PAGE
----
The General Data Protection Regulation (GDPR)

The General Data Protection Regulation (GDPR) is a European regulation designed to improve and unify how global organisations collect, handle, process and store personal data related to people in the EU. Among the GDPR requirements is the need for organisations to improve information security and governance. 

So, what are appropriate, reasonable, organisational and technical measures?

The appropriate and reasonable measures come down to identifying the personal information risks your organisation is exposed to and managing these risks, and how you define, mitigate, and manage these risks.

The most widely accepted Information Security Management Standard (ISMS) found explicitly in ISO27001 and ISO27701 can support GDPR



  • Article 5
    Personal data shall be processed in a manner that ensures appropriate security of the personal data, including protection against unauthorised or unlawful processing and accidental loss, destruction or damage, using appropriate technical or organisational measures.

  • Article 32
    The ability to ensure the confidentiality, integrity, availability (CIA) and resilience of processing systems and services. A process for regularly testing, assessing, and evaluating technical and organisational measures’ effectiveness to ensure data processing security.

  • Article 33
    Robust procedures to detect and investigate personal data breaches and report them within 72 hours to a relevant authority.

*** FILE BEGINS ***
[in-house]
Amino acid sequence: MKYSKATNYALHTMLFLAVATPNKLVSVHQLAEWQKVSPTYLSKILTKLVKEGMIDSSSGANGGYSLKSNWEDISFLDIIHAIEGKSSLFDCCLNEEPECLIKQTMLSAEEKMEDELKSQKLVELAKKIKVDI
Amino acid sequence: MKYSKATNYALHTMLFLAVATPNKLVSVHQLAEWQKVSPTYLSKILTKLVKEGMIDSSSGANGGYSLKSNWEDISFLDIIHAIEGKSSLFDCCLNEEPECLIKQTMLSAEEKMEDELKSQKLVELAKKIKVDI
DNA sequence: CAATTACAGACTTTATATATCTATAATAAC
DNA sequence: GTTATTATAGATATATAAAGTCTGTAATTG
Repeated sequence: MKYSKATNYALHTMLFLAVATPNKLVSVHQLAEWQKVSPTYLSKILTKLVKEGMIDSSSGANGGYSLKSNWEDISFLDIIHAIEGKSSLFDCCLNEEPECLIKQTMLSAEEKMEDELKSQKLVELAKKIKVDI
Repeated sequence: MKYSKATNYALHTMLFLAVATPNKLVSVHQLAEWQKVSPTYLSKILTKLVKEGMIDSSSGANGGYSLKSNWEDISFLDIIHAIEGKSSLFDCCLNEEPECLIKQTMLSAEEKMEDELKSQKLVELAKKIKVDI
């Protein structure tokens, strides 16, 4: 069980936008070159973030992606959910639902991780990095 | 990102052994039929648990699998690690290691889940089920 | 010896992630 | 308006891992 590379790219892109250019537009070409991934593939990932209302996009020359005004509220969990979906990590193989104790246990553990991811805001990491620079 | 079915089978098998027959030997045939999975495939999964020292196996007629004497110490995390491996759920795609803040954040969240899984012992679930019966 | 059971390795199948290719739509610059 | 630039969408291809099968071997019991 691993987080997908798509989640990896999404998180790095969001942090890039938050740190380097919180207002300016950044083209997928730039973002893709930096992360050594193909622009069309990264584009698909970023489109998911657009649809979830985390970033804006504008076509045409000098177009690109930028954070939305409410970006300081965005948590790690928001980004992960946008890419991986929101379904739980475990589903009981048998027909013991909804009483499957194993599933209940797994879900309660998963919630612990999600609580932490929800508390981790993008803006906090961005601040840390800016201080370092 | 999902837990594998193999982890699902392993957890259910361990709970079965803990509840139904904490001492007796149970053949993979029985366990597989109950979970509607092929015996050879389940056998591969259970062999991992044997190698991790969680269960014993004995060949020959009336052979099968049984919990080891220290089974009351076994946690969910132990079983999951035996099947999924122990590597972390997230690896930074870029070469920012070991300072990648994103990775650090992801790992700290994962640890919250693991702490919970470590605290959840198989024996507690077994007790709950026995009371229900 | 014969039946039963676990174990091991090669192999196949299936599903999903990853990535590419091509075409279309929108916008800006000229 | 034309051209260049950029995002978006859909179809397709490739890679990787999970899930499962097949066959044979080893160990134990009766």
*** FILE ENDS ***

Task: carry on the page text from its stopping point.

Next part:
• Article 35
    Conduct a Data Processing Impact Assessment (DPIA) of the impact of the envisaged processing operations on personal data protection. The DPIA shall address the risks, including safeguards, security measures and mechanisms to ensure personal data safety and demonstrate compliance.

The Challenges Of GDPR

Privacy by Design challenge
The GDPR and other privacy regulations require organisations to implement measures at all design phases for processing data.

Security challenges
GDPR requires the confidentiality, integrity and accountability (CIA) of data, i.e. data secured. Each data set requires identifying where the data is and stored and who has access to the data.

Governance challenge 
Implementing an ISMS or a PIMS to manage personal data, incident response procedures and data retention periods defined by the organisation.

Ongoing responsibility challenge
Organisations have often underestimated the effort required to implement the necessary measures to satisfy GDPR. GDPR is an ongoing initiative, and at all times, your organisation must be able to demonstrate compliance as your business evolves.

The Benefits Of GDPR

  • Increase reliability and reputation
    GDPR improves reputation with stakeholders and third parties.

  • Customer and third party confidence
    Stakeholders are confident the information and the systems protecting the privacy data adhere to industry best practice security controls.

  • Increase in organisation resilience
    Measures implemented can protect your organisation against cyber threats.

  • Improve data management
    Minimise the privacy data stored and refine data management processes.

What Needs To Be Assessed

Core focus areas for evaluation during the assessment:

Why Choose Us

GDPR requires organisations to demonstrate compliance. Our experienced security consultants have an in-depth knowledge of GDPR technical and operational measures and can help you implement information security management systems that support your business objectives and demonstrates GDPR.

Our services

SecuriCentrix’s security services are designed to provide the vital assistance needed to make tangible improvements to your organisation’s cyber security posture. 


Expert security services and solutions tailored to your needs